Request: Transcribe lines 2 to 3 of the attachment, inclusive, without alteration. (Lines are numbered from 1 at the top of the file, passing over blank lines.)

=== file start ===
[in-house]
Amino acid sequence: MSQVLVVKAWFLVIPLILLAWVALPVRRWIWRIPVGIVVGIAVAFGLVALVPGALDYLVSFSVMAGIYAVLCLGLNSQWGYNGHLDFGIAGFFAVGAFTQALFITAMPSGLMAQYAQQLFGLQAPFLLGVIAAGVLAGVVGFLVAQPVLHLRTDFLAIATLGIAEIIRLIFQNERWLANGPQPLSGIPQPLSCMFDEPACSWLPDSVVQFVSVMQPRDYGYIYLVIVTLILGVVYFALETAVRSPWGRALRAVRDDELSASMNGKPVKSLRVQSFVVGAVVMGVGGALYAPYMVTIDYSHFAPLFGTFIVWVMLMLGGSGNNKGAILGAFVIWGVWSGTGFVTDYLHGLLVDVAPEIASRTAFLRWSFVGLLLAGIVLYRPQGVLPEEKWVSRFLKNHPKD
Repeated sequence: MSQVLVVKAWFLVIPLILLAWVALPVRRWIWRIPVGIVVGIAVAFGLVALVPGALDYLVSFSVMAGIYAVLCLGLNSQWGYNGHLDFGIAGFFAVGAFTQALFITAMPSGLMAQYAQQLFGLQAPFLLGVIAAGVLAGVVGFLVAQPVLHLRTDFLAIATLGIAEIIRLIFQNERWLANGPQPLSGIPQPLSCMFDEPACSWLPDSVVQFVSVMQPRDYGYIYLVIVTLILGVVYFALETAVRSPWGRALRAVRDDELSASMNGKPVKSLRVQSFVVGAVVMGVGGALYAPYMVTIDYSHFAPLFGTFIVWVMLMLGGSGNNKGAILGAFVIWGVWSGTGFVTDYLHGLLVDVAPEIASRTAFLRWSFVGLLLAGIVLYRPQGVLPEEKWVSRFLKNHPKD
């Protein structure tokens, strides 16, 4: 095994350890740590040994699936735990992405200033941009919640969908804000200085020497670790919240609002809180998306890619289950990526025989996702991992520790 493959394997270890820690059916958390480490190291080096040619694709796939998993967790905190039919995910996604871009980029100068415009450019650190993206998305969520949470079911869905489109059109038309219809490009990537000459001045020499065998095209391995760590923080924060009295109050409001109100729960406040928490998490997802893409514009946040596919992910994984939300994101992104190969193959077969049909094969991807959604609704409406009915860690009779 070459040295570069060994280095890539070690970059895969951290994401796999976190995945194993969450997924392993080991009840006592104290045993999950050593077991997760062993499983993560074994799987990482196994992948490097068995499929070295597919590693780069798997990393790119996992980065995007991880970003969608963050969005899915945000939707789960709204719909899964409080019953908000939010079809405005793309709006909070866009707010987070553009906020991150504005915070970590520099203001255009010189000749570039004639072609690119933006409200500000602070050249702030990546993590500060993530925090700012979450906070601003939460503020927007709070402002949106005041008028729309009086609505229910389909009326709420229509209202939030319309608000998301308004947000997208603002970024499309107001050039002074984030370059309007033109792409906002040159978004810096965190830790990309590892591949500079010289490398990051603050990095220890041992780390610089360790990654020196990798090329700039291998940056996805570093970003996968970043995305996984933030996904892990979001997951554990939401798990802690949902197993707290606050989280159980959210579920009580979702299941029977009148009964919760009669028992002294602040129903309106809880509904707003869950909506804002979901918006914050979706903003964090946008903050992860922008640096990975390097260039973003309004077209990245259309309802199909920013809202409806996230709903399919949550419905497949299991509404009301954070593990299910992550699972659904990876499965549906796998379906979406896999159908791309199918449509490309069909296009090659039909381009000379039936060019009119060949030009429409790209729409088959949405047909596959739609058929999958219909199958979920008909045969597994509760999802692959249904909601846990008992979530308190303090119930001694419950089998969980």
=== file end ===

Amino acid sequence: MSQVLVVKAWFLVIPLILLAWVALPVRRWIWRIPVGIVVGIAVAFGLVALVPGALDYLVSFSVMAGIYAVLCLGLNSQWGYNGHLDFGIAGFFAVGAFTQALFITAMPSGLMAQYAQQLFGLQAPFLLGVIAAGVLAGVVGFLVAQPVLHLRTDFLAIATLGIAEIIRLIFQNERWLANGPQPLSGIPQPLSCMFDEPACSWLPDSVVQFVSVMQPRDYGYIYLVIVTLILGVVYFALETAVRSPWGRALRAVRDDELSASMNGKPVKSLRVQSFVVGAVVMGVGGALYAPYMVTIDYSHFAPLFGTFIVWVMLMLGGSGNNKGAILGAFVIWGVWSGTGFVTDYLHGLLVDVAPEIASRTAFLRWSFVGLLLAGIVLYRPQGVLPEEKWVSRFLKNHPKD
Repeated sequence: MSQVLVVKAWFLVIPLILLAWVALPVRRWIWRIPVGIVVGIAVAFGLVALVPGALDYLVSFSVMAGIYAVLCLGLNSQWGYNGHLDFGIAGFFAVGAFTQALFITAMPSGLMAQYAQQLFGLQAPFLLGVIAAGVLAGVVGFLVAQPVLHLRTDFLAIATLGIAEIIRLIFQNERWLANGPQPLSGIPQPLSCMFDEPACSWLPDSVVQFVSVMQPRDYGYIYLVIVTLILGVVYFALETAVRSPWGRALRAVRDDELSASMNGKPVKSLRVQSFVVGAVVMGVGGALYAPYMVTIDYSHFAPLFGTFIVWVMLMLGGSGNNKGAILGAFVIWGVWSGTGFVTDYLHGLLVDVAPEIASRTAFLRWSFVGLLLAGIVLYRPQGVLPEEKWVSRFLKNHPKD